- Virgin piña colada or piñita colada – without the rum, thus non-alcoholic.
- Kiwi colada – with kiwifruit (fruit and syrup) in place of pineapple juice.
- Soda colada – resembles original recipe but soda is used instead of coconut milk
- Kahlua colada – substitute Kahlua (coffee liqueur) for rum.
- Scotsman colada – substitute Scotch for rum.
- Staten Island Ferry – a cocktail consisting of equal parts Malibu (flavored rum) and pineapple juice served over ice. In flavor it resembles a Piña Colada (due to the coconut flavor of Malibu rum). As it does not require cream of coconut, it is thus more easily prepared in bars that lack the specialty ingredients and blender that a Piña Colada would typically require.
- Caribou Lou – 1 oz of Malibu rum, 1.5 oz of 151 Proof Rum, and 5 oz of Pineapple Juice. Very strong.
- Blue Hawaiian – differs from a piña colada mainly by including blue Curaçao.
- Tequila colada – made by substituting tequila for rum.
- Tepache colada – a piña colada variation using tepache developed by JungleBird in Santurce, Puerto Rico. Recipe calls for 1.5 oz Gold Rum, 2 o oz Tepache and 1.5 oz Coconut Cream.
In popular culture
In the United States, National Piña Colada Day is celebrated on 10 July.
The band 10cc refer to the drink in the song "Dreadlock Holiday" (it is styled on the lyric sheet as "Sinking pena calarta")
- "piña colada". Merriam-Webster Dictionary. Retrieved 21 January 2016.
- "piña colada". Oxford Dictionaries UK English Dictionary. Oxford University Press.[dead link]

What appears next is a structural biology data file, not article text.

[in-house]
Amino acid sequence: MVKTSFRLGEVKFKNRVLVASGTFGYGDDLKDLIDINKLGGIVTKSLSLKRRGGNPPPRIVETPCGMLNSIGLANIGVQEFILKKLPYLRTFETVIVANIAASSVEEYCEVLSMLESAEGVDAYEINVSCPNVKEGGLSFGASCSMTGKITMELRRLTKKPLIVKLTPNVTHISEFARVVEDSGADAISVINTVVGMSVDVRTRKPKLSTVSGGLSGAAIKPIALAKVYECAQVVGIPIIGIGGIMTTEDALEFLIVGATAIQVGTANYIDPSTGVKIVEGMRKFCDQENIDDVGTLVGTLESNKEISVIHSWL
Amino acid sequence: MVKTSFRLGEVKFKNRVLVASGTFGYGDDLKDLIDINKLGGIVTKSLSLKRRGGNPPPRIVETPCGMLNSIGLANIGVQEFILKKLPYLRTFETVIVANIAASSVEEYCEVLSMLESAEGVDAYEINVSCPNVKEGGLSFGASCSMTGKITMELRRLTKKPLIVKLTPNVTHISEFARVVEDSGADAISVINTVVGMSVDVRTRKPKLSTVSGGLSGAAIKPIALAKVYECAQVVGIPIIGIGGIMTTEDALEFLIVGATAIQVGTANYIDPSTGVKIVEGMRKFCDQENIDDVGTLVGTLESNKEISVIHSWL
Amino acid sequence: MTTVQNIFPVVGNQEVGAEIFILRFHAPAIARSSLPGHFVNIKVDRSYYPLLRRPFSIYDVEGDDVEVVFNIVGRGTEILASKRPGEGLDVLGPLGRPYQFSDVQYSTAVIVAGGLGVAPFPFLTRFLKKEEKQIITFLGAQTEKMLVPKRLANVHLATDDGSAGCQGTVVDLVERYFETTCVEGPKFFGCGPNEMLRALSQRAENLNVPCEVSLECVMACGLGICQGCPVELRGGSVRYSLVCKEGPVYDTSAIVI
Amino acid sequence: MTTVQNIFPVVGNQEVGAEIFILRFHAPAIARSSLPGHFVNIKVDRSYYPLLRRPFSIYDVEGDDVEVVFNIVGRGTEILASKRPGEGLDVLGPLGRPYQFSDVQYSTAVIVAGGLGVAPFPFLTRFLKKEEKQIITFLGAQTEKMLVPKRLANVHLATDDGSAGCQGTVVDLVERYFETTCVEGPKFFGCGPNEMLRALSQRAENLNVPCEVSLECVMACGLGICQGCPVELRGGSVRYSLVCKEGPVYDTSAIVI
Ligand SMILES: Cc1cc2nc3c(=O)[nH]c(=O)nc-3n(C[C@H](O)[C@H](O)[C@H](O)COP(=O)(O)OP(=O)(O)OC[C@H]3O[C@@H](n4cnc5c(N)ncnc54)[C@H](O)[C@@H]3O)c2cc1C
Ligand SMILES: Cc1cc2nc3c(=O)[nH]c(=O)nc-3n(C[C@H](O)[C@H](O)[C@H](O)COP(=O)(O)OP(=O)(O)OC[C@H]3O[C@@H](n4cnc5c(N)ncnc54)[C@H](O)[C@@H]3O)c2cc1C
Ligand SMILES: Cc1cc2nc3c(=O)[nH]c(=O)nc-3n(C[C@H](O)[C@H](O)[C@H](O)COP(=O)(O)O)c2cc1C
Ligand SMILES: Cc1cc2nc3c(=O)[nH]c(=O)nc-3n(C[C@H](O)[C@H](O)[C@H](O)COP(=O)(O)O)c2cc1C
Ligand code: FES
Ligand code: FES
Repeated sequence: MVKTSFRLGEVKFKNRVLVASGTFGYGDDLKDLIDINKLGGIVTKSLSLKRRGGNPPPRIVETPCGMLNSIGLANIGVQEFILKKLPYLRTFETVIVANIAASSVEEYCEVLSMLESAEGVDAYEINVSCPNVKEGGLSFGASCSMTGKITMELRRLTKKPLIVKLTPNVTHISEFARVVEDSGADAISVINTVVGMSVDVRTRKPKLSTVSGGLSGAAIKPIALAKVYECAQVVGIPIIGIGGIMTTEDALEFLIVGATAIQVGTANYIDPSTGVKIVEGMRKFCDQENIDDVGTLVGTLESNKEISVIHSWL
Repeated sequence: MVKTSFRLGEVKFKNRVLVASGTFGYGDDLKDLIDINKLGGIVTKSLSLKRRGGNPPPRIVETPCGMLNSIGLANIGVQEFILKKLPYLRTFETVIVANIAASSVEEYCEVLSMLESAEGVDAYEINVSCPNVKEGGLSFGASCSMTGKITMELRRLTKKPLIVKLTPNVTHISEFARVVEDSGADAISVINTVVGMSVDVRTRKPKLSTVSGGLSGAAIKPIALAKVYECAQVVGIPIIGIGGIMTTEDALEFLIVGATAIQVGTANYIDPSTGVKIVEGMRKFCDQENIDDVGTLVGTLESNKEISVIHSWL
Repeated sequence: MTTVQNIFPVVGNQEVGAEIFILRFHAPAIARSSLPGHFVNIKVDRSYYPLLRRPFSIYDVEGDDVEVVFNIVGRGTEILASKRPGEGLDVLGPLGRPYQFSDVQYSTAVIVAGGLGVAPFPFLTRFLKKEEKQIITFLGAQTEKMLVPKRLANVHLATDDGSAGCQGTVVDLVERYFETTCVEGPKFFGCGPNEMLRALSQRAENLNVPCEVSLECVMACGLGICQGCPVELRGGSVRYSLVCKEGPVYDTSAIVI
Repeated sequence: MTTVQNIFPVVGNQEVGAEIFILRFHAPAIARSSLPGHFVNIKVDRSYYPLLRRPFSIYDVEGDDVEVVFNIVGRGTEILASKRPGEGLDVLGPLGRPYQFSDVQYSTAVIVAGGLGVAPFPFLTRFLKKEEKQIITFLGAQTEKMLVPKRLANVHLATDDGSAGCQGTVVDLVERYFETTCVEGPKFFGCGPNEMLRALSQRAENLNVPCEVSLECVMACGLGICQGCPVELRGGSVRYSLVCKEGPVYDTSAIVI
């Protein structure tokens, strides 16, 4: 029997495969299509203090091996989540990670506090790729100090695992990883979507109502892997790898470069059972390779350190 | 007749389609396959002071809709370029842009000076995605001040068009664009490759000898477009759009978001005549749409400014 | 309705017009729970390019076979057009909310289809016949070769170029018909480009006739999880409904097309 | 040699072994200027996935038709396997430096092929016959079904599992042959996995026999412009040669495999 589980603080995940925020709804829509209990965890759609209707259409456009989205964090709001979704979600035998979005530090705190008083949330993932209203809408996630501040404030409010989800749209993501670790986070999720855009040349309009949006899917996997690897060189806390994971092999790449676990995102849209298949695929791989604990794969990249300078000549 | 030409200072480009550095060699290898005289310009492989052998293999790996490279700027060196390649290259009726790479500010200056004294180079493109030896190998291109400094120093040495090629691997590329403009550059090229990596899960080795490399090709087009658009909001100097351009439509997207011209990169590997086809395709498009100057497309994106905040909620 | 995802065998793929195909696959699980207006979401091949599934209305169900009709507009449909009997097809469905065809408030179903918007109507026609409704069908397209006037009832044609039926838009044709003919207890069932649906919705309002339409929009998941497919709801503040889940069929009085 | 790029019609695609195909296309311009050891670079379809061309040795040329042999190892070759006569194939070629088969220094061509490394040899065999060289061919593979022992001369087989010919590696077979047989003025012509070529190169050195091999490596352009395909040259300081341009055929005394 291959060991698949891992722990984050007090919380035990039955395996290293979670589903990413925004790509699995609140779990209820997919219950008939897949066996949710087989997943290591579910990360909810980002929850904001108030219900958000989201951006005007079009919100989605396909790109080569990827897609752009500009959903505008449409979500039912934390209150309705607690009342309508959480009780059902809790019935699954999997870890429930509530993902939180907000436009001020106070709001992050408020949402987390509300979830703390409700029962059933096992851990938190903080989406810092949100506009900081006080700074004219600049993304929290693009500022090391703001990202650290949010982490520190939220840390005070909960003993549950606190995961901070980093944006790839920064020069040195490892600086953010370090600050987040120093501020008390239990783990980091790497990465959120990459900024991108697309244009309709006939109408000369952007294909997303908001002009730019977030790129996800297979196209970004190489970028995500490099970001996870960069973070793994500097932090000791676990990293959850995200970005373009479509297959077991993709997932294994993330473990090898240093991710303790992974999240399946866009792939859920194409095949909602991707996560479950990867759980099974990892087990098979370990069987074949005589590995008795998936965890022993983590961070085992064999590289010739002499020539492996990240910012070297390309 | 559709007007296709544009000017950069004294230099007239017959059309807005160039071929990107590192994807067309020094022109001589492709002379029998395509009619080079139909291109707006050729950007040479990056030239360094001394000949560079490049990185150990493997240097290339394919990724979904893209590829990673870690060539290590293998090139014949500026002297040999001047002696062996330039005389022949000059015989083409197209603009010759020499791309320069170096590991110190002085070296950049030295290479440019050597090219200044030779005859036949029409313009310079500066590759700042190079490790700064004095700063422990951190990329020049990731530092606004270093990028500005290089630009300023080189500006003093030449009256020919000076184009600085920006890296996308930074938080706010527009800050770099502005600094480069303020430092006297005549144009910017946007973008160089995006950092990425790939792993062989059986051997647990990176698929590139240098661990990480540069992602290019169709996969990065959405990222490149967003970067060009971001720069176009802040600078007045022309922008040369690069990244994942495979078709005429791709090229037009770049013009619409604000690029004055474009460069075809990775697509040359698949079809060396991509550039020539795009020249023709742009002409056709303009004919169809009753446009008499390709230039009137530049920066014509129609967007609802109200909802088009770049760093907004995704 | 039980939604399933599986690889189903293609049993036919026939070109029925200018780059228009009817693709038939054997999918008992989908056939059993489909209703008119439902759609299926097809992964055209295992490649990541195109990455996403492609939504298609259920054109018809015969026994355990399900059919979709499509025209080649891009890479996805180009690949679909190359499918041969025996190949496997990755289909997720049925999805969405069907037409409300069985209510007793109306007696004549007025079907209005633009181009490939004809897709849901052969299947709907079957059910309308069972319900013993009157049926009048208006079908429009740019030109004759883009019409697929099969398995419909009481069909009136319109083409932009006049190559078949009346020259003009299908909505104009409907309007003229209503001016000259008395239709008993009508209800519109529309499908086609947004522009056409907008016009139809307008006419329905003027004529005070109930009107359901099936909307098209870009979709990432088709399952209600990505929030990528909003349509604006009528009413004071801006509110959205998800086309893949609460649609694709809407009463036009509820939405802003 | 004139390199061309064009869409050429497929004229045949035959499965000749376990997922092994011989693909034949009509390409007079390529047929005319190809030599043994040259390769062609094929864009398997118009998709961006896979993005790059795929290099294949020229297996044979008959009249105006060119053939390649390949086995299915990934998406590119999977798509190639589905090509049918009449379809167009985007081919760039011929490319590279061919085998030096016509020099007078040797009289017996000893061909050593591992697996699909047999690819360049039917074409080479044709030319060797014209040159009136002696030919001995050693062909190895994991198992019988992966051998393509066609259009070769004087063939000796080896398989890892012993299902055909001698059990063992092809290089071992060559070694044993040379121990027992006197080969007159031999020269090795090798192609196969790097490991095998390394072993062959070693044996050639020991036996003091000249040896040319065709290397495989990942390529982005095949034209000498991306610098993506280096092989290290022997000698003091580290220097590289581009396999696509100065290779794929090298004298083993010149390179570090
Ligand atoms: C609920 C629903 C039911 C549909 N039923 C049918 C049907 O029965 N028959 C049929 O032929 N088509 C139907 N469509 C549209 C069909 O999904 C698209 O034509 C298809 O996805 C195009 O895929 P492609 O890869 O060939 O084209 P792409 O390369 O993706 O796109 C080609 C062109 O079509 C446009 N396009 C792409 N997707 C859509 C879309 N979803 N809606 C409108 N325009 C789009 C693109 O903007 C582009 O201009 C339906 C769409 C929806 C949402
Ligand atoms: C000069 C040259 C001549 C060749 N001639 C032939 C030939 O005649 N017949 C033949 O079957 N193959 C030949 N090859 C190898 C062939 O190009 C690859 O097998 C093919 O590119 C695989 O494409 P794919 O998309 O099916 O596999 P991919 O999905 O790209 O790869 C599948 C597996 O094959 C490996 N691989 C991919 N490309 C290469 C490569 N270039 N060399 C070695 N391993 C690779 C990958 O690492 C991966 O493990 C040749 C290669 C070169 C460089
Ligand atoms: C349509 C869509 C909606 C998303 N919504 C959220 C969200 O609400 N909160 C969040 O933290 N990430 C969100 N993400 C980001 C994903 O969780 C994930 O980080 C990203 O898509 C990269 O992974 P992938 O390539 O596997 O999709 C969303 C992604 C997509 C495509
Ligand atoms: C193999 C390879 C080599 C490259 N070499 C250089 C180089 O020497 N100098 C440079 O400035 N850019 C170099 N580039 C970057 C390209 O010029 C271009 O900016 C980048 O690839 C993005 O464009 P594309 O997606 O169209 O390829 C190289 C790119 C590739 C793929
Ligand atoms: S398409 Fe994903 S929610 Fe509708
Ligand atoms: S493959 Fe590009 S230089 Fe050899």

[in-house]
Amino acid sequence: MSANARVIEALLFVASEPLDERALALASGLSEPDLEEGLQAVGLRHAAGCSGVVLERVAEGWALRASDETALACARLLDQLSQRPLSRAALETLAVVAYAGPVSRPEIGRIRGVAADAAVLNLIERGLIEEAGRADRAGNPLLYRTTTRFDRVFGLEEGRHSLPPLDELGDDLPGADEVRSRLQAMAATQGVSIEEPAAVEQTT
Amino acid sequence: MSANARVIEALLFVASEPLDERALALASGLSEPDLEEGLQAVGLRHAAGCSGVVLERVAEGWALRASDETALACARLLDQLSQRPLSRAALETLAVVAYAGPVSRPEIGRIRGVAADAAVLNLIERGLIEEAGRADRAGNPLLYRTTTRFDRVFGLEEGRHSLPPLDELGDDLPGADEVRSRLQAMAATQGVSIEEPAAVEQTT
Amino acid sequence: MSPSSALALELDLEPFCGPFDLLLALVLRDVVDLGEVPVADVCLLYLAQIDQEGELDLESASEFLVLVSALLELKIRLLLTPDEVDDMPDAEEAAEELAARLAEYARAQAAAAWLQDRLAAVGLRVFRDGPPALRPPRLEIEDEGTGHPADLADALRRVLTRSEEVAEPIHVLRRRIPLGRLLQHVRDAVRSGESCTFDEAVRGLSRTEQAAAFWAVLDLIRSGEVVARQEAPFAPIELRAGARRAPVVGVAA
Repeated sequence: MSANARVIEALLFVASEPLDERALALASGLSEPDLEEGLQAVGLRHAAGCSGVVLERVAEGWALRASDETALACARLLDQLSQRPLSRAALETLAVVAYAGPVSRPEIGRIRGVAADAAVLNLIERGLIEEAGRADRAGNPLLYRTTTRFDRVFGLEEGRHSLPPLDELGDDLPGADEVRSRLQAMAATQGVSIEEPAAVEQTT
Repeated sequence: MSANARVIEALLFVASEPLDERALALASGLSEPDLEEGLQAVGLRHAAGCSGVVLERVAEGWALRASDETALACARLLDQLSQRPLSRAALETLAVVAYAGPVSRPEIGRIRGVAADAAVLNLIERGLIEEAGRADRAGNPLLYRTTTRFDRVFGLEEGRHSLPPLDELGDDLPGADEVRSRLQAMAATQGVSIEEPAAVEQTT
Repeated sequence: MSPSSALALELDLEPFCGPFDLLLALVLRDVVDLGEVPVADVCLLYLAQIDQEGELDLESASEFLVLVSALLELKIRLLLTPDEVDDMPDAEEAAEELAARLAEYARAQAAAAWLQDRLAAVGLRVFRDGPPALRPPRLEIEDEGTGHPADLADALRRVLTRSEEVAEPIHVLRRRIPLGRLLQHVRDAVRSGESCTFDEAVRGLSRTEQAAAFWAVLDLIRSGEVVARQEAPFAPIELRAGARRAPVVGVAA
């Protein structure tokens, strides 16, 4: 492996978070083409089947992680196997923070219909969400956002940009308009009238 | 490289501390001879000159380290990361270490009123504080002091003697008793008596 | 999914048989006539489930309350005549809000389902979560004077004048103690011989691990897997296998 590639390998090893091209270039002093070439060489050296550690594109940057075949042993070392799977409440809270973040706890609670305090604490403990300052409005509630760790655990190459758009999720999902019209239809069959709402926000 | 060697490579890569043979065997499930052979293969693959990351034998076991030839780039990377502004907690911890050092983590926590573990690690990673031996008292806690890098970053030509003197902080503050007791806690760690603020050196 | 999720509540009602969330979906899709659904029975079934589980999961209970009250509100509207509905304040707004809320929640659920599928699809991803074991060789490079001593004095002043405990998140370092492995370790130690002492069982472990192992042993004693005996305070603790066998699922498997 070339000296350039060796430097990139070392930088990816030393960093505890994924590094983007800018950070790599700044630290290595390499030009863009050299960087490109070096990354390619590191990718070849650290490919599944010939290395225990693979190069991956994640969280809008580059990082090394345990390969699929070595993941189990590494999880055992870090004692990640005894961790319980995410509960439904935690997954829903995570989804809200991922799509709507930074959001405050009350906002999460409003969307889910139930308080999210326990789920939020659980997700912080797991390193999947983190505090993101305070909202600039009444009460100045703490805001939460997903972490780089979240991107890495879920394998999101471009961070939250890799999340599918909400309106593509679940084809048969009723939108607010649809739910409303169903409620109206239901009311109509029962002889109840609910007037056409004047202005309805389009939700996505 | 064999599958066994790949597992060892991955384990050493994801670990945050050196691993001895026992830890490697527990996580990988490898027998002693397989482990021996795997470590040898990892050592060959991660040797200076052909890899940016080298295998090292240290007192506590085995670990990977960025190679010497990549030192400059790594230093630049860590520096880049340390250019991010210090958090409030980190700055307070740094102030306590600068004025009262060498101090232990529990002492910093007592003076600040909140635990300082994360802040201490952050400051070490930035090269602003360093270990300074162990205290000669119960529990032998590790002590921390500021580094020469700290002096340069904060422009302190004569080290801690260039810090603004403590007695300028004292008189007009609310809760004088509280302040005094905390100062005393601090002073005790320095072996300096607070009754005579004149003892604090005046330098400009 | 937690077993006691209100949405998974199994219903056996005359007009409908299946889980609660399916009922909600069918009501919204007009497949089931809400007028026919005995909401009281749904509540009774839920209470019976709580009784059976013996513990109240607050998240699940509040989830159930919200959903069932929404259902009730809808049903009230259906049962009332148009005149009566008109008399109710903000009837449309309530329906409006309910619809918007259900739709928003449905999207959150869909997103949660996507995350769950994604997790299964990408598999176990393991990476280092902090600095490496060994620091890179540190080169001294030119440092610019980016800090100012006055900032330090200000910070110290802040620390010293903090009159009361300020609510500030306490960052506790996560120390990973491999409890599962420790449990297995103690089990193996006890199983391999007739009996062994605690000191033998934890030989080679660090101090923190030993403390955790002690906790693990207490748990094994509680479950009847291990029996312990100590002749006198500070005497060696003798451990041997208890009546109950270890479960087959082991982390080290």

- "Pina colada definition and meaning". Collins English Dictionary. Retrieved 4 June 2020.
- "Con diez cañones por banda... y una piña colada en la mano". El Nuevo Diario (in Spanish). 9 July 2008. Archived from the original on 10 May 2009. Retrieved 11 April 2009.
- Pérez Rivera, Tatiana (10 August 2014). "Nuestra piña colada cumple 60 años". El Nuevo Día (in Spanish). Archived from the original on 3 January 2015. Retrieved 13 July 2014.
- "AT THE BAR". The New York Times. 16 April 1950.
- "Puerto Rico Hotels on the Beach". Archived from the original on 19 August 2012. Retrieved 10 September 2013.
- "History of Caribe Hilton". Retrieved 8 November 2018.
- Marcus, Lilit (2 May 2019). "Celebrating the piña colada's birthplace". CNN Travel.
- "Best Restaurant in Old San Juan Puerto Rico". Barrachina.
- "A Caribbean Tale Of Two Piña Coladas". Puerto Rico Herald.
- Klein, Christopher (16 June 2015). "The Birth of the Piña Colada". History. Retrieved 14 July 2019.
- "Pina Colada". IBA. Retrieved 14 July 2019.
- "Lava Flow". Retrieved 20 June 2007.
- Hubbard, Lauren (17 July 2019). "The Best Whiskey Cocktails to Shake Up Your Bar Cart – Scotsman Colada". Town & Country. Retrieved 22 July 2019.
- "Celebrate Piña Colada Day with the Tepache Colada at Jungle Bird". thirsty. 10 July 2019. Retrieved 22 January 2022.
- "NATIONAL PINA COLADA DAY – July 10 – National Day Calendar". nationaldaycalendar.com. Retrieved 4 June 2020.
- Emma Stokes (18 April 2017). The Periodic Table of Cocktails. ABRAMS. p. 138. ISBN 978-1-68335-045-3.
- Fred Bronson (2003). The Billboard Book of Number One Hits. Billboard Books. p. 528. ISBN 978-0-8230-7677-2.